posted by running order squabble fest at 7:40 AM on July 16, 2014 [1 favorite]

"Oh! You rolled a double six! Unfortunately, because you are standing three rows back, you can't see what your spear just hit very clearly, and the noise of battle drowned out any cries of pain, there was definitely contact."

Five minutes later.

"Oh, Cleisthenes, you just got 20 experience points. From which you can probably infer that you wounded somebody earlier on, and they were just killed. Oh, and exciting news! The guy in front of you just died. Roll a saving throw against tripping to move to the second row back."
posted by running order squabble fest at 7:42 AM on July 16, 2014 [11 favorites]

Heck, I have an original copy of Blackmoor sitting in my dusty old gaming box and I'd never heard of Braunstein until now.

I highly recommend Jon Peterson's Playing at the World, which goes into great detail about the evolution of role playing games from Kriegspiel to D&D.

There was no mention of Mazes and Minotaurs, so this post confused me at first.
posted by ChurchHatesTucker at 7:47 AM on July 16, 2014 [2 favorites]

I've been on a retroclone kick for a little while now, and have just about convinced my group to take a run at one...this may be the direction we have to go now.
posted by Doc Ezra at 7:55 AM on July 16, 2014

Heh. The cover of the "M&M Companion" is totally an homage to the cover of RuneQuest, the 'actually-existing-at-the-time-and-kinda-popular' bronze age RPG heavily inspired by Greek myth and Gods fucking with mortals.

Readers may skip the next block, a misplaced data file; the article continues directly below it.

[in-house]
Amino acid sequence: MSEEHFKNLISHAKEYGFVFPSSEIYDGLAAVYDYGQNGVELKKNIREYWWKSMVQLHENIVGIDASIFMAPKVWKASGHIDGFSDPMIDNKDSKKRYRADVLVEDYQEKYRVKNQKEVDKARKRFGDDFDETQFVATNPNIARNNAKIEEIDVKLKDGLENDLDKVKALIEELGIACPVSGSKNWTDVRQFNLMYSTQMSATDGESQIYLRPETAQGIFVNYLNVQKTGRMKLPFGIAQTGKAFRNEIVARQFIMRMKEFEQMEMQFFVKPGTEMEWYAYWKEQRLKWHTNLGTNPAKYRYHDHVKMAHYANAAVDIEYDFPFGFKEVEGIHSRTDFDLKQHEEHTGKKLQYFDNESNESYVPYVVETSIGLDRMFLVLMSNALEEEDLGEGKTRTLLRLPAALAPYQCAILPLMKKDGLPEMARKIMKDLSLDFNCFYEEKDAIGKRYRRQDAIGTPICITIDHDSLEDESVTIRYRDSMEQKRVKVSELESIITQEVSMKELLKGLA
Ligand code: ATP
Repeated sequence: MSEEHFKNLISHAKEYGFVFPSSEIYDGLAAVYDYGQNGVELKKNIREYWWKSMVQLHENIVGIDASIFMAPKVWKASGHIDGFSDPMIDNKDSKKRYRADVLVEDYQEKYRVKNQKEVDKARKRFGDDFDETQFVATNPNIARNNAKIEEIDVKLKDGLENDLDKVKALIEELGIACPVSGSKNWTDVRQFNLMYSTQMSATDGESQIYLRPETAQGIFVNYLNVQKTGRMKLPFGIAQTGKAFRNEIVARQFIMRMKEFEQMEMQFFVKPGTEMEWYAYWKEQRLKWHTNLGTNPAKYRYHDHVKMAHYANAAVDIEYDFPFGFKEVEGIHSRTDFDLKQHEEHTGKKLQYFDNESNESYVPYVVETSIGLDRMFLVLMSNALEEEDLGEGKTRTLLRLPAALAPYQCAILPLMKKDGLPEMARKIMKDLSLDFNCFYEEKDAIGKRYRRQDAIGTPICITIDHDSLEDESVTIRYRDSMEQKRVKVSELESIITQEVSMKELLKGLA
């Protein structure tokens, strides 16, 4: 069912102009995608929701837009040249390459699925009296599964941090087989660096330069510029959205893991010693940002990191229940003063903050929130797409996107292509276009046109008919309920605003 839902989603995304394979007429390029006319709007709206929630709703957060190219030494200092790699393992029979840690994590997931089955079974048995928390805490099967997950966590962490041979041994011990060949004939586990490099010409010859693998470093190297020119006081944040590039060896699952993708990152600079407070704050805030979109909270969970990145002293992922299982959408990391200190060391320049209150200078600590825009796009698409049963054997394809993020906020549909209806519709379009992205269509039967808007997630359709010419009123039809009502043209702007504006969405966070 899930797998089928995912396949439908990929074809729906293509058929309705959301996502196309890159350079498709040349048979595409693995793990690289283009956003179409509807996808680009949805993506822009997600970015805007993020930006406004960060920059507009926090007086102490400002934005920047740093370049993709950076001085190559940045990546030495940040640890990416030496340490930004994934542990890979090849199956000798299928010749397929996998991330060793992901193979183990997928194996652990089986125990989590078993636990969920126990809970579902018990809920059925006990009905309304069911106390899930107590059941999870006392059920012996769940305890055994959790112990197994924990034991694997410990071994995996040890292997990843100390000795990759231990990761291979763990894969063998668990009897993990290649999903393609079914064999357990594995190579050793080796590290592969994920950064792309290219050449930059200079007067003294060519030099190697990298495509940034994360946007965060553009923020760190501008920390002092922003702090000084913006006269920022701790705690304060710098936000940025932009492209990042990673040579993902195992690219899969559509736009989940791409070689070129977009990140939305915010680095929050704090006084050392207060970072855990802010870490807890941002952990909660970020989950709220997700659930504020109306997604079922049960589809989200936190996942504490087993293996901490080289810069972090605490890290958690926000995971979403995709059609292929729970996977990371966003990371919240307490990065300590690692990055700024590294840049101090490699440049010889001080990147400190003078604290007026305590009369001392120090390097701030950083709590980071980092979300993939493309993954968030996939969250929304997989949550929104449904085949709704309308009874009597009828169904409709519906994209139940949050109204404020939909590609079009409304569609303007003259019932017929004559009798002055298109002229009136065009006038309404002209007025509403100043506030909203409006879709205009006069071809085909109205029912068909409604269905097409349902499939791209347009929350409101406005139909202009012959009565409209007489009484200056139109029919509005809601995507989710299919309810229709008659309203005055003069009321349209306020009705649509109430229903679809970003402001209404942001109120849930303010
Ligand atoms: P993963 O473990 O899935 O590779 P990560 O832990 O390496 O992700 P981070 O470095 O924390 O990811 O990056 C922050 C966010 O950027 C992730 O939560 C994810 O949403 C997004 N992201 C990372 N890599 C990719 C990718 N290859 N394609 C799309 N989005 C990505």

posted by Myca at 8:24 AM on July 16, 2014 [2 favorites]

With the hype surrounding the launch of still another revised edition of the D&D rules, the geekily nostalgic pull for House Rules & Hit Points has been tugging my idle brain. I've found myself idly thinking about how to revise Chaosium's Basic Role-Playing system for a world-building project of my own amusement, but Elliott & co. have upped the ante here. The one area that seems they've neglected, though, is a counterpart to Gary Gygax's groundbreaking alignment system. Would M&M's corresponding philosophical axes somehow place Aristotelian ethics as orthogonal to Platonic morality, I wonder?

In any case, since Romans used polyhedral dice, this M&M project is appropriately inspired.
posted by Doktor Zed at 8:44 AM on July 16, 2014

If you like Greek-inspired RPGs, please do check out Hellas: Worlds of Sun and Stone (2nd Edition) from Khepera Publishing. It's Greek Mythology meets Space Opera, with all the sweeping epic drama that implies. The mechanics are easy to learn and use, but robust enough for even the pickiest RPGS. Plus, the writer's love of Greek myth fairly drips off the pages. Highly recommended!
posted by magstheaxe at 9:10 AM on July 16, 2014 [1 favorite]

I'm a big fan of Pits and Perils, which is an OD&D inspired game that uses 2d6 to resolve most everything. It's also written and presented in a very 1974 sort of way. It's great.
posted by chunking express at 5:50 PM on July 17, 2014 [2 favorites]